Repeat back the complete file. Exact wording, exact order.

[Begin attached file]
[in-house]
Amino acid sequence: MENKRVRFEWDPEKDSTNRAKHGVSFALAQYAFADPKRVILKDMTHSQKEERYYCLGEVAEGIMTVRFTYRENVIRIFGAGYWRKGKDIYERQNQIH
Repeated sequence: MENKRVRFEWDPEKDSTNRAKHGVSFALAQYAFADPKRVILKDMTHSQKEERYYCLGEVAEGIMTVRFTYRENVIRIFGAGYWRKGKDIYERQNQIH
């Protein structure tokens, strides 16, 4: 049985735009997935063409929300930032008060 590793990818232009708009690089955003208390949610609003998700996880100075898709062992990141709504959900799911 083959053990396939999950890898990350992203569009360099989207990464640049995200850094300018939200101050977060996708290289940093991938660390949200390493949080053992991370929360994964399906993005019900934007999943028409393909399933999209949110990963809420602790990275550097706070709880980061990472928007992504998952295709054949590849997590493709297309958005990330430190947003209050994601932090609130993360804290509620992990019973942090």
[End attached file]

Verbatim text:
[in-house]
Amino acid sequence: MENKRVRFEWDPEKDSTNRAKHGVSFALAQYAFADPKRVILKDMTHSQKEERYYCLGEVAEGIMTVRFTYRENVIRIFGAGYWRKGKDIYERQNQIH
Repeated sequence: MENKRVRFEWDPEKDSTNRAKHGVSFALAQYAFADPKRVILKDMTHSQKEERYYCLGEVAEGIMTVRFTYRENVIRIFGAGYWRKGKDIYERQNQIH
């Protein structure tokens, strides 16, 4: 049985735009997935063409929300930032008060 590793990818232009708009690089955003208390949610609003998700996880100075898709062992990141709504959900799911 083959053990396939999950890898990350992203569009360099989207990464640049995200850094300018939200101050977060996708290289940093991938660390949200390493949080053992991370929360994964399906993005019900934007999943028409393909399933999209949110990963809420602790990275550097706070709880980061990472928007992504998952295709054949590849997590493709297309958005990330430190947003209050994601932090609130993360804290509620992990019973942090």